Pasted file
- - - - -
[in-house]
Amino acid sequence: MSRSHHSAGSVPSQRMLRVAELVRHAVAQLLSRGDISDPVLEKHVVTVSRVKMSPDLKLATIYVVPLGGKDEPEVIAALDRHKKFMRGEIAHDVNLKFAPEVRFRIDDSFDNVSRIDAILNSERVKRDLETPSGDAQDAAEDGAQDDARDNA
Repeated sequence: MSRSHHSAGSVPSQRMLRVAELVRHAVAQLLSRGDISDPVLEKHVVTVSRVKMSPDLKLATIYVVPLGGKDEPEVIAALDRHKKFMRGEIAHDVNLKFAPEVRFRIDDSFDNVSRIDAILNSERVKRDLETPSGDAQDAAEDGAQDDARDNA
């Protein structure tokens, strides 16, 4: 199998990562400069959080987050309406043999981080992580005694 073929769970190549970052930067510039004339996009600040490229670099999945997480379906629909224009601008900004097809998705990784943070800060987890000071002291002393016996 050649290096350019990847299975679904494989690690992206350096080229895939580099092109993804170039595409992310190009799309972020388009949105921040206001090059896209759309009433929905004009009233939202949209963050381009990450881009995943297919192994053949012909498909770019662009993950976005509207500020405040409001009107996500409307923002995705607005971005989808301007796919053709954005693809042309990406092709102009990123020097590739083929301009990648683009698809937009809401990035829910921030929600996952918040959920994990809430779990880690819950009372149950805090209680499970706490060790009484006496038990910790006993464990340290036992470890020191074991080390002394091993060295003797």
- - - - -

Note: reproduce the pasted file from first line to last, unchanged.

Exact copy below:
[in-house]
Amino acid sequence: MSRSHHSAGSVPSQRMLRVAELVRHAVAQLLSRGDISDPVLEKHVVTVSRVKMSPDLKLATIYVVPLGGKDEPEVIAALDRHKKFMRGEIAHDVNLKFAPEVRFRIDDSFDNVSRIDAILNSERVKRDLETPSGDAQDAAEDGAQDDARDNA
Repeated sequence: MSRSHHSAGSVPSQRMLRVAELVRHAVAQLLSRGDISDPVLEKHVVTVSRVKMSPDLKLATIYVVPLGGKDEPEVIAALDRHKKFMRGEIAHDVNLKFAPEVRFRIDDSFDNVSRIDAILNSERVKRDLETPSGDAQDAAEDGAQDDARDNA
């Protein structure tokens, strides 16, 4: 199998990562400069959080987050309406043999981080992580005694 073929769970190549970052930067510039004339996009600040490229670099999945997480379906629909224009601008900004097809998705990784943070800060987890000071002291002393016996 050649290096350019990847299975679904494989690690992206350096080229895939580099092109993804170039595409992310190009799309972020388009949105921040206001090059896209759309009433929905004009009233939202949209963050381009990450881009995943297919192994053949012909498909770019662009993950976005509207500020405040409001009107996500409307923002995705607005971005989808301007796919053709954005693809042309990406092709102009990123020097590739083929301009990648683009698809937009809401990035829910921030929600996952918040959920994990809430779990880690819950009372149950805090209680499970706490060790009484006496038990910790006993464990340290036992470890020191074991080390002394091993060295003797």